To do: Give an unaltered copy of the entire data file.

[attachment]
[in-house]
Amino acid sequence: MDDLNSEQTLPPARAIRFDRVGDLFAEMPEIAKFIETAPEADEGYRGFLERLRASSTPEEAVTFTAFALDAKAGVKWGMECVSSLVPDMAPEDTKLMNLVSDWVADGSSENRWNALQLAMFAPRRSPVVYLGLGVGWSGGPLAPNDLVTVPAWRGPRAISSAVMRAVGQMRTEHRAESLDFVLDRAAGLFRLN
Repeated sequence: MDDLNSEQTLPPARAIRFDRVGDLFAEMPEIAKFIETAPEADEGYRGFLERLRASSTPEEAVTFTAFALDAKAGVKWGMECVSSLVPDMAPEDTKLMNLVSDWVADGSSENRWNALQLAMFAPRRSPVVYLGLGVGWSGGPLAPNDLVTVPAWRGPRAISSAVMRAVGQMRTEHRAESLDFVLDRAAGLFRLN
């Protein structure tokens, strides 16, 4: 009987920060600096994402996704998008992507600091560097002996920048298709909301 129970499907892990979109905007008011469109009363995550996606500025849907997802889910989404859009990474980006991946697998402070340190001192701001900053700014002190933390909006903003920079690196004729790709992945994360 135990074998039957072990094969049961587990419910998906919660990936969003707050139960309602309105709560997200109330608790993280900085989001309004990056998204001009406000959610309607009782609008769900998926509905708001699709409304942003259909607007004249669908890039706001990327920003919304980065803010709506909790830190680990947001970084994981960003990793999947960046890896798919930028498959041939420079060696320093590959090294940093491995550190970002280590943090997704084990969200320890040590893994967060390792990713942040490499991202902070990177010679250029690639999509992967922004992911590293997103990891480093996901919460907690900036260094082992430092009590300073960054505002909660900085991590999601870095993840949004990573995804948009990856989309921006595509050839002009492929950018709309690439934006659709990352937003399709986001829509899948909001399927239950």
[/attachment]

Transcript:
[in-house]
Amino acid sequence: MDDLNSEQTLPPARAIRFDRVGDLFAEMPEIAKFIETAPEADEGYRGFLERLRASSTPEEAVTFTAFALDAKAGVKWGMECVSSLVPDMAPEDTKLMNLVSDWVADGSSENRWNALQLAMFAPRRSPVVYLGLGVGWSGGPLAPNDLVTVPAWRGPRAISSAVMRAVGQMRTEHRAESLDFVLDRAAGLFRLN
Repeated sequence: MDDLNSEQTLPPARAIRFDRVGDLFAEMPEIAKFIETAPEADEGYRGFLERLRASSTPEEAVTFTAFALDAKAGVKWGMECVSSLVPDMAPEDTKLMNLVSDWVADGSSENRWNALQLAMFAPRRSPVVYLGLGVGWSGGPLAPNDLVTVPAWRGPRAISSAVMRAVGQMRTEHRAESLDFVLDRAAGLFRLN
């Protein structure tokens, strides 16, 4: 009987920060600096994402996704998008992507600091560097002996920048298709909301 129970499907892990979109905007008011469109009363995550996606500025849907997802889910989404859009990474980006991946697998402070340190001192701001900053700014002190933390909006903003920079690196004729790709992945994360 135990074998039957072990094969049961587990419910998906919660990936969003707050139960309602309105709560997200109330608790993280900085989001309004990056998204001009406000959610309607009782609008769900998926509905708001699709409304942003259909607007004249669908890039706001990327920003919304980065803010709506909790830190680990947001970084994981960003990793999947960046890896798919930028498959041939420079060696320093590959090294940093491995550190970002280590943090997704084990969200320890040590893994967060390792990713942040490499991202902070990177010679250029690639999509992967922004992911590293997103990891480093996901919460907690900036260094082992430092009590300073960054505002909660900085991590999601870095993840949004990573995804948009990856989309921006595509050839002009492929950018709309690439934006659709990352937003399709986001829509899948909001399927239950």